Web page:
Training Multidisciplinary Teams to Work Together More Efficiently, Effectively

People in a room.

Published November 19, 2019


When many people think about scientific research, they often picture a lonely professor with a test tube or in front of his computer. But increasingly, that picture is changing.

Now it is common for an investigative team to consist of experts from several diverse disciplines who work together to answer questions that are of interest to all of them.

The University at Buffalo’s Clinical and Translational Science Institute’s Team Science Core works with investigators to ensure that team members work together more efficiently and effectively.

What is team science?

“When we talk about team science, we usually have in mind interdisciplinary investigators – people at the same level working together on a project that none can complete without the help of others,” says Ekaterina I. Noyes, PhD, MPH, from the Department of Epidemiology and Environmental Health at UB’s School of Public Health and Health Professions, who serves as CTSI’s Team Science Core director.

“Team science requires the active participation of multiple experts. It’s a fundamentally different type of research than what could be accomplished by an individual investigator. It involves people from very different fields,” she continues.

Team science is more important today in healthcare research, Noyes says, because researchers have begun to recognize that many real life healthcare challenges couldn’t be tackled successfully by methods and approaches within one scientific field, like epidemiology or economics. “Complex problems require complex solutions,” she says.

With the growth of the internet, researchers are exposed to more scientific journals outside their areas of expertise that contain studies similar to ones they might be working on, or that present similar challenges, but are being handled using different methods. When they are more aware, investigators become more eager to adopt different strategies, she says.

Challenges to team science and the role of the CTSI Team Science Core

But there are challenges that must be overcome by members of cross-disciplinary teams, Noyes points out. That is where the Team Science Core comes in.

Noyes and her co-directors, Patricia Ohtake, PhD, PT, from the Department of Rehabilitation Science in the School of Public Health and Health Professions, and Prasad Balkundi, PhD, MBA, from the Department of Organization and Human Resources, at UB’s School of Management, work with investigative teams to break down barriers that can impede progress of research teams.

One of the biggest challenges cross-disciplinary teams face is communication, Noyes says.

“People in different fields use different jargon that their team colleagues might be unfamiliar with,” she says. “It can make people uncomfortable and less likely to want to collaborate.” But if a team shares a common interest and the team’s members are dependent on each other for help and support, there is an incentive to learn other experts’ jargon.

One of the key functions of the Team Science Core is to help team members learn how to communicate with people outside their field. “We help them to recognize the common knowledge we all share,” Noyes says.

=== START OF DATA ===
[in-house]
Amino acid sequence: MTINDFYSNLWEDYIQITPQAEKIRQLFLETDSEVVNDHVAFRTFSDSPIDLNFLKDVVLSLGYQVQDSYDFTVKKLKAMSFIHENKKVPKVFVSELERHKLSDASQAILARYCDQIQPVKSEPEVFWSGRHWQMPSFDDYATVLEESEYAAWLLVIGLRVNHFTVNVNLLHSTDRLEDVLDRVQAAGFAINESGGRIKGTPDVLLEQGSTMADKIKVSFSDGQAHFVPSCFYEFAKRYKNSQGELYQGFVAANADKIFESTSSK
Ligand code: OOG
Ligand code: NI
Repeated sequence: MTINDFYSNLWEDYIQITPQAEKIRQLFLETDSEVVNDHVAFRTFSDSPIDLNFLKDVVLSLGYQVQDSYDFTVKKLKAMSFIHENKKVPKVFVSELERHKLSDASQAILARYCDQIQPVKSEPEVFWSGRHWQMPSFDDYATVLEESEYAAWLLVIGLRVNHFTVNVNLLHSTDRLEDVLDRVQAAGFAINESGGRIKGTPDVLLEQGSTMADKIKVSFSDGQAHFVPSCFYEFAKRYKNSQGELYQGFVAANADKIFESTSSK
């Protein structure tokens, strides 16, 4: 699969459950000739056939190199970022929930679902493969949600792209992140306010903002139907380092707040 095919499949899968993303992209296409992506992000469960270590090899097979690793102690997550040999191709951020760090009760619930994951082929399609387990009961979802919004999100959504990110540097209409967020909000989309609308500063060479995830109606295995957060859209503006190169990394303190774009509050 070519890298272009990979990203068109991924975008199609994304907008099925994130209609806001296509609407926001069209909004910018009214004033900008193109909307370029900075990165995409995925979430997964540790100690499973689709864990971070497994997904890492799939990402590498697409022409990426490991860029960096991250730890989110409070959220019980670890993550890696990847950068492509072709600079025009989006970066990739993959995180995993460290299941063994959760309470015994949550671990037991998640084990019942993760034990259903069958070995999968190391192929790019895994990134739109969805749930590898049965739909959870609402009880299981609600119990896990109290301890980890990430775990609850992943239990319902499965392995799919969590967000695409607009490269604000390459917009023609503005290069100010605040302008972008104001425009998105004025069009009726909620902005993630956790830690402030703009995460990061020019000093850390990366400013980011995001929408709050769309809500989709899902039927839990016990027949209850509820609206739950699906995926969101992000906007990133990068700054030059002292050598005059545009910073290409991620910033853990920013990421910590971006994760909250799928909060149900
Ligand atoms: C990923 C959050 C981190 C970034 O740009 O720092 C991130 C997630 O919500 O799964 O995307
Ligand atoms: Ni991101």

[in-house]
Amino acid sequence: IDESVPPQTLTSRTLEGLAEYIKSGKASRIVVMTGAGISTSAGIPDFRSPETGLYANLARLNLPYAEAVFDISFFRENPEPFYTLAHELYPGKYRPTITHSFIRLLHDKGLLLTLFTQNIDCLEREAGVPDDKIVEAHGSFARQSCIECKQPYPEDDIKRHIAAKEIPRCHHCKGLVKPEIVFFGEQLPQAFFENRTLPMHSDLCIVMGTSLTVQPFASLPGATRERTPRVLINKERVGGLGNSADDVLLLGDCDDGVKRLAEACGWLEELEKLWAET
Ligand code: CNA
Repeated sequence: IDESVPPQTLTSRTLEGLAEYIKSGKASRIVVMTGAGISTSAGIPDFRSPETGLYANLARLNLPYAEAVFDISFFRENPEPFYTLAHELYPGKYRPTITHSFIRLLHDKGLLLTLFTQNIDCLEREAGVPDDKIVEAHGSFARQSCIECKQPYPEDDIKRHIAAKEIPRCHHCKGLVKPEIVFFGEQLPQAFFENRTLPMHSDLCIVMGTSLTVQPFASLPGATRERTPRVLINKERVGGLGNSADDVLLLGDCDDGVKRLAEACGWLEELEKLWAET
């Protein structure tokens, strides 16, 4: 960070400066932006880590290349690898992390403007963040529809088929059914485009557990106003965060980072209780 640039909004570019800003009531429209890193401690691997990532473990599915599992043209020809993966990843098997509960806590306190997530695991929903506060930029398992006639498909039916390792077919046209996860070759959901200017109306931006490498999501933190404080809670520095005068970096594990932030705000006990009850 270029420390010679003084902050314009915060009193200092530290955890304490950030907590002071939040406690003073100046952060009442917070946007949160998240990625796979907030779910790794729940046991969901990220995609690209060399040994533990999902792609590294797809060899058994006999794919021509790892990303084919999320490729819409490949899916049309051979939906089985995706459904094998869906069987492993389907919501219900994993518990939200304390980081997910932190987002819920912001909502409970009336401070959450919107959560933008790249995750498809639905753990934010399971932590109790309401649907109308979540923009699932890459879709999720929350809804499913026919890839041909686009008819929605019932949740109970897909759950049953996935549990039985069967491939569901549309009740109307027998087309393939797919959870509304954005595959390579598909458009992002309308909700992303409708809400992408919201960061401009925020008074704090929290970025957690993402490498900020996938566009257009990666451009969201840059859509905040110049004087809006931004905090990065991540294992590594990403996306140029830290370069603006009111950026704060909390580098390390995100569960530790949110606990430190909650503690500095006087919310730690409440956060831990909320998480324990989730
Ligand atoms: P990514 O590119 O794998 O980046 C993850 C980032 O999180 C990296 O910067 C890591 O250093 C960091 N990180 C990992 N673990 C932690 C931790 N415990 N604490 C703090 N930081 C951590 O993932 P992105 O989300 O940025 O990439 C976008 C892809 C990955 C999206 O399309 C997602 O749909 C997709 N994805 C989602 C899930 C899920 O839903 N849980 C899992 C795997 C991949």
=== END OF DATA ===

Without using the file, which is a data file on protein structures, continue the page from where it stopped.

Another challenge is that clinician scientists take care of patients all day, and are able to only set aside small windows of time for their research, whereas investigators spend more of their time in research. Clinicians aren’t always able to meet with colleagues when and where they would like, because they have other responsibilities.

“Where to meet is always a question when UB researchers are spread over three campuses,” Noyes says. “Someone is always inconvenienced.”

But when team members discuss logistical issues like these, they can find a compromise, Noyes says.

Yet another challenge arises when it comes to publishing, which is a significant part of investigators’ work. “People who try the team approach sometimes find that they can’t get multidisciplinary research published, because historically many journals had a very narrow scientific focus,” she says. With multidisciplinary research less visible, junior Investigators were less likely to learn about team approach and consider adopting it. But the Team Science Core can assist teams with this.

Balkundi, for example, has trained people about team processes and how to brainstorm to draw on their unique knowledge bases, and has also taught them about social networking as it relates to teams. “The potential of a team is maximized when members focus on each other’s unique knowledge and skill.”

While most of the time Team Science implies multiple investigators, sometimes it involves other stakeholders, as well, Noyes says. Not-for-profits agencies, patients and other community members often need to be incorporated into the team structure. “These people expand how we conduct research because they bring a really diverse expertise in other areas than academia,” she says. But they also expand the logistical challenges that Noyes and her colleagues can assist with.

Meanwhile, the primary challenge Noyes and her team face is getting the word out to researchers that their services are available to support investigators interested in building multidisciplinary collaborations for their new research projects. CTSI is exploring the idea of making team science training a routine part of project approval, and then offering teams help with consulting and resources that can help streamline their efforts, she says.